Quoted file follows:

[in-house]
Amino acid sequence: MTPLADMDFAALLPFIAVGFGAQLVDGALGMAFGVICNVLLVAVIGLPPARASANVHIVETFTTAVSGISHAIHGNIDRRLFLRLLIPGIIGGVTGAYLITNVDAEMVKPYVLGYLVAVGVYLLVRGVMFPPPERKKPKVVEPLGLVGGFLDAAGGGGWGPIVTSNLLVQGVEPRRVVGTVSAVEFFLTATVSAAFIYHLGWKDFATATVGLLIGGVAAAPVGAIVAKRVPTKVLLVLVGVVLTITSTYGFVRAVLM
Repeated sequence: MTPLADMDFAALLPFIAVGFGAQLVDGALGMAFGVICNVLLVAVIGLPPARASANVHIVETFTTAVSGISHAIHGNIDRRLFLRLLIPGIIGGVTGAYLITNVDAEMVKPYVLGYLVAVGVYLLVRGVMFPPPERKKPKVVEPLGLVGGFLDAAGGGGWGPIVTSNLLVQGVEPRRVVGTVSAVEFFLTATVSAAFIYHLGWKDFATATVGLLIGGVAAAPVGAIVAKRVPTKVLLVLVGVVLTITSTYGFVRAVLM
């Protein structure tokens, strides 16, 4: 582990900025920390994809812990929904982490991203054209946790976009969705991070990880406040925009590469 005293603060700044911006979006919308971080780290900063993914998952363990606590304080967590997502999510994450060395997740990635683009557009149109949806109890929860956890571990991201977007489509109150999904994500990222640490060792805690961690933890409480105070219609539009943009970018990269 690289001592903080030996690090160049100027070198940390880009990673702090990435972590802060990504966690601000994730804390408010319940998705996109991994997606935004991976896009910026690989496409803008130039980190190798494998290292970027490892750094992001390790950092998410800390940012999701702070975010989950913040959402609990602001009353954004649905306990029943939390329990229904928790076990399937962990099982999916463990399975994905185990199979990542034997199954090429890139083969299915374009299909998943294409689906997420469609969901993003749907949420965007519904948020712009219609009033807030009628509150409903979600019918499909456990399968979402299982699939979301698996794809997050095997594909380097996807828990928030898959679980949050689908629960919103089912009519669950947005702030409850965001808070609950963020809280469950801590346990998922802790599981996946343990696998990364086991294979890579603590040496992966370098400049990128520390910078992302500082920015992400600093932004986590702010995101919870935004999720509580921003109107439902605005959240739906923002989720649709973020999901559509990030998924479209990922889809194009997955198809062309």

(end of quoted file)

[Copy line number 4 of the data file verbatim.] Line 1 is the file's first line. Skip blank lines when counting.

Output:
């Protein structure tokens, strides 16, 4: 582990900025920390994809812990929904982490991203054209946790976009969705991070990880406040925009590469 005293603060700044911006979006919308971080780290900063993914998952363990606590304080967590997502999510994450060395997740990635683009557009149109949806109890929860956890571990991201977007489509109150999904994500990222640490060792805690961690933890409480105070219609539009943009970018990269 690289001592903080030996690090160049100027070198940390880009990673702090990435972590802060990504966690601000994730804390408010319940998705996109991994997606935004991976896009910026690989496409803008130039980190190798494998290292970027490892750094992001390790950092998410800390940012999701702070975010989950913040959402609990602001009353954004649905306990029943939390329990229904928790076990399937962990099982999916463990399975994905185990199979990542034997199954090429890139083969299915374009299909998943294409689906997420469609969901993003749907949420965007519904948020712009219609009033807030009628509150409903979600019918499909456990399968979402299982699939979301698996794809997050095997594909380097996807828990928030898959679980949050689908629960919103089912009519669950947005702030409850965001808070609950963020809280469950801590346990998922802790599981996946343990696998990364086991294979890579603590040496992966370098400049990128520390910078992302500082920015992400600093932004986590702010995101919870935004999720509580921003109107439902605005959240739906923002989720649709973020999901559509990030998924479209990922889809194009997955198809062309």